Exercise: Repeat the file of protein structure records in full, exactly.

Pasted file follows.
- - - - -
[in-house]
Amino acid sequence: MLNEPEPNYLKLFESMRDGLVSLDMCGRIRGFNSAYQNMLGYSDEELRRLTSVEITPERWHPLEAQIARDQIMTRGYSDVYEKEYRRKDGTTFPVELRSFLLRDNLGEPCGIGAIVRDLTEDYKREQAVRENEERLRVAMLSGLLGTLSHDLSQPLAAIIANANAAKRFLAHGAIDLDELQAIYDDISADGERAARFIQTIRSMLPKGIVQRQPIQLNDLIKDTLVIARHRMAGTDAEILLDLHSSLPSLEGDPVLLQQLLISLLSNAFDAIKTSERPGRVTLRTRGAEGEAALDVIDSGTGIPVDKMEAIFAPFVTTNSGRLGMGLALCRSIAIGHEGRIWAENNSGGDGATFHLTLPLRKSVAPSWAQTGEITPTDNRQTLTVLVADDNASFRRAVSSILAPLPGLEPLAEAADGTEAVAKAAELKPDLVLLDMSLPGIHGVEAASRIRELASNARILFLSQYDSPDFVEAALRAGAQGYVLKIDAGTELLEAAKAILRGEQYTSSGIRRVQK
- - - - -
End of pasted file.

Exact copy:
[in-house]
Amino acid sequence: MLNEPEPNYLKLFESMRDGLVSLDMCGRIRGFNSAYQNMLGYSDEELRRLTSVEITPERWHPLEAQIARDQIMTRGYSDVYEKEYRRKDGTTFPVELRSFLLRDNLGEPCGIGAIVRDLTEDYKREQAVRENEERLRVAMLSGLLGTLSHDLSQPLAAIIANANAAKRFLAHGAIDLDELQAIYDDISADGERAARFIQTIRSMLPKGIVQRQPIQLNDLIKDTLVIARHRMAGTDAEILLDLHSSLPSLEGDPVLLQQLLISLLSNAFDAIKTSERPGRVTLRTRGAEGEAALDVIDSGTGIPVDKMEAIFAPFVTTNSGRLGMGLALCRSIAIGHEGRIWAENNSGGDGATFHLTLPLRKSVAPSWAQTGEITPTDNRQTLTVLVADDNASFRRAVSSILAPLPGLEPLAEAADGTEAVAKAAELKPDLVLLDMSLPGIHGVEAASRIRELASNARILFLSQYDSPDFVEAALRAGAQGYVLKIDAGTELLEAAKAILRGEQYTSSGIRRVQK